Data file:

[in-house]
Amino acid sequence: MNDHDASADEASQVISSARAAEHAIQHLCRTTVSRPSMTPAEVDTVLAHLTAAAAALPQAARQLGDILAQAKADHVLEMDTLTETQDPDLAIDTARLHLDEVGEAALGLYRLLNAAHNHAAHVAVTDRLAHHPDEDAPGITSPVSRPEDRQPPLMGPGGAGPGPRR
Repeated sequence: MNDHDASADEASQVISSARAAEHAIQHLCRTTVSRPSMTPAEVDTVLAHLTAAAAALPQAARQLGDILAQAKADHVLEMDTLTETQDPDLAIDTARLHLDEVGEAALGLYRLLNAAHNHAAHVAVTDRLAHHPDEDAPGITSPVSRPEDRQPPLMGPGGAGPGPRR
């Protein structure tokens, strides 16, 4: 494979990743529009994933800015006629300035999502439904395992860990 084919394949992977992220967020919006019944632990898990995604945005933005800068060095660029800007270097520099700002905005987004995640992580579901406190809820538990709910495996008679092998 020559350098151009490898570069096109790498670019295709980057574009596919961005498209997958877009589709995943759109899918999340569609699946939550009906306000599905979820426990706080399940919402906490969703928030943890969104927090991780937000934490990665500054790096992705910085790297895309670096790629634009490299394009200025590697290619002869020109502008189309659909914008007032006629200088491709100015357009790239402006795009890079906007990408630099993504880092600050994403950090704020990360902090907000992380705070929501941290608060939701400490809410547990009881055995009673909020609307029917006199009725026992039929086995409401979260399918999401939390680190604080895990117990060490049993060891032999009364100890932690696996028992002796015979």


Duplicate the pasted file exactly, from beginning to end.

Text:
[in-house]
Amino acid sequence: MNDHDASADEASQVISSARAAEHAIQHLCRTTVSRPSMTPAEVDTVLAHLTAAAAALPQAARQLGDILAQAKADHVLEMDTLTETQDPDLAIDTARLHLDEVGEAALGLYRLLNAAHNHAAHVAVTDRLAHHPDEDAPGITSPVSRPEDRQPPLMGPGGAGPGPRR
Repeated sequence: MNDHDASADEASQVISSARAAEHAIQHLCRTTVSRPSMTPAEVDTVLAHLTAAAAALPQAARQLGDILAQAKADHVLEMDTLTETQDPDLAIDTARLHLDEVGEAALGLYRLLNAAHNHAAHVAVTDRLAHHPDEDAPGITSPVSRPEDRQPPLMGPGGAGPGPRR
């Protein structure tokens, strides 16, 4: 494979990743529009994933800015006629300035999502439904395992860990 084919394949992977992220967020919006019944632990898990995604945005933005800068060095660029800007270097520099700002905005987004995640992580579901406190809820538990709910495996008679092998 020559350098151009490898570069096109790498670019295709980057574009596919961005498209997958877009589709995943759109899918999340569609699946939550009906306000599905979820426990706080399940919402906490969703928030943890969104927090991780937000934490990665500054790096992705910085790297895309670096790629634009490299394009200025590697290619002869020109502008189309659909914008007032006629200088491709100015357009790239402006795009890079906007990408630099993504880092600050994403950090704020990360902090907000992380705070929501941290608060939701400490809410547990009881055995009673909020609307029917006199009725026992039929086995409401979260399918999401939390680190604080895990117990060490049993060891032999009364100890932690696996028992002796015979």